Pre-dawn clashes happened between police and supporters of Brazil's President, Jair Bolsonaro, as rightwing demonstrators attempted to force their way into Congress ahead of significant pro-government protests that have heightened tensions in Latin America's largest democracy.

Military police used pepper spray to disperse a gathering of celebrating Bolsonaristas in the early hours of Tuesday, according to footage uploaded by the Brasilia-based news website Metrópoles on Twitter.

Officers wrestled with one demonstrator as the group attempted to break through a police barrier on the boulevard leading to Congress with lorries wrapped in Brazil's yellow and green flags.

Other footage shows a cop drawing his weapon in an attempt to disperse the crowd, as well as Bolsonaro supporters warned to enter the Supreme Court. In one video obtained by The Guardian, some viewers can hear a Bolsonaro fan berating the cops for obstructing the demonstrators' passage. She shouted: "God will make you pay for this. You communists!"

The protests on Tuesday, which Brazil's struggling President organized in an apparent attempt to portray strength at the lowest point of his presidency since it began in January 2019, have sent shockwaves throughout the country.

CNN said critics worry that the President is incentivizing supporters to the point where they will try to break into the courtroom.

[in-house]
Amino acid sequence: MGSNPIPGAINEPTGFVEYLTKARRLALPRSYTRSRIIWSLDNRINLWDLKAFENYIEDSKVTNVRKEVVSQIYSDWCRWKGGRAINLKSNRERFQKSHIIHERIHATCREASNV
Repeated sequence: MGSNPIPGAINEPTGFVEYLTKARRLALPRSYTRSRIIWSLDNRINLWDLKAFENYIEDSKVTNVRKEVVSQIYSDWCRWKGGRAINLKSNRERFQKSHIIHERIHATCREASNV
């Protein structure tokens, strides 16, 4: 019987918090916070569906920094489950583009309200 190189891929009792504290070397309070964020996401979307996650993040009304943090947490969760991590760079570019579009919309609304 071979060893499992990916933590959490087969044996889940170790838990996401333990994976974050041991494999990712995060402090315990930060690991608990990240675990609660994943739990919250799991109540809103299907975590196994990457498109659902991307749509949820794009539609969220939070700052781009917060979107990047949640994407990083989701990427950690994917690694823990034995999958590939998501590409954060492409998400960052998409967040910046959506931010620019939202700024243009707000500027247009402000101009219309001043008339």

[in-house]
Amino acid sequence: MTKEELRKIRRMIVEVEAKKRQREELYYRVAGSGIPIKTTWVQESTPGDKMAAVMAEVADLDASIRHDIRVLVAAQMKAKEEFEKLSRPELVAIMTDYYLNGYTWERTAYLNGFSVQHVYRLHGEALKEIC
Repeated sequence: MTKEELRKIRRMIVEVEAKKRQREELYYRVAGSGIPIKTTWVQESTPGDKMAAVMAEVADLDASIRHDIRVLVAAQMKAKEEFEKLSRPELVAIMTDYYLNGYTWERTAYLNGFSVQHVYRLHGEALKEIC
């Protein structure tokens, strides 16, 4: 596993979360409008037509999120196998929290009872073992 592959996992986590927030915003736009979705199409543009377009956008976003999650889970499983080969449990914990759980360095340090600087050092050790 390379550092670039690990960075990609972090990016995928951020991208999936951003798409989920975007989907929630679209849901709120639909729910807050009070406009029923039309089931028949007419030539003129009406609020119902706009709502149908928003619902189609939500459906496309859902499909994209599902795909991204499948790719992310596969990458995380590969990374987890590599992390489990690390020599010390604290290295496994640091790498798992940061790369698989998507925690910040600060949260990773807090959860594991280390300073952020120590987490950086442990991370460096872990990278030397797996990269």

More than 150 left-leaning former presidents and party leaders from around the world signed an open letter. They are "denouncing" Bolsonaro for supporting a reenactment of the January 6 U.S. Capitol riot, which Trump supporters conducted after he erroneously claimed his election failure was due to fraud.

According to the letter obtained by CNN, the protests are stoking concerns of a coup in the world's third-largest democracy.

On Friday, Bolsonaro said the protests would be an ultimatum to Supreme Court justices who had made "unconstitutional" rulings against his government.

Bolsonaro's critics claim he is seeding doubts to fight the election results next year, which polls presently show him losing to former President Luiz Inacio Lula da Silva. Neither has officially announced his candidacy.

Lula suggested that the President should provide hope for economic recovery and sympathy with COVID-19 victims on Independence Day in a speech on social media.

"Instead of announcing solutions, he is calling people to acts against democracy," Lula said. The official also accused Bolsonaro of sowing "division, hatred and violence."

Bolsonaro will rally supporters on a prominent street in Sao Paulo, claiming it will be the largest political demonstration in Brazilian history.

Many communist leaders have urged their followers to avoid conflicts by foregoing Tuesday's counter-demonstrations in favor of larger anti-Bolsonaro marches on September 12.

Jair Bolsonaro
President of Brazil Jair Bolsonaro smiles during an event to launch a new register for professional workers of the fish industry at Planalto Government Palace on June 29, 2021 in Brasilia, Brazil. Health Minister, Marcelo Queiroga, announced after the event and in conversation with journalists, that the contract with the Covaxin vaccine is suspended. Photo by Andressa Anholete/Getty Images

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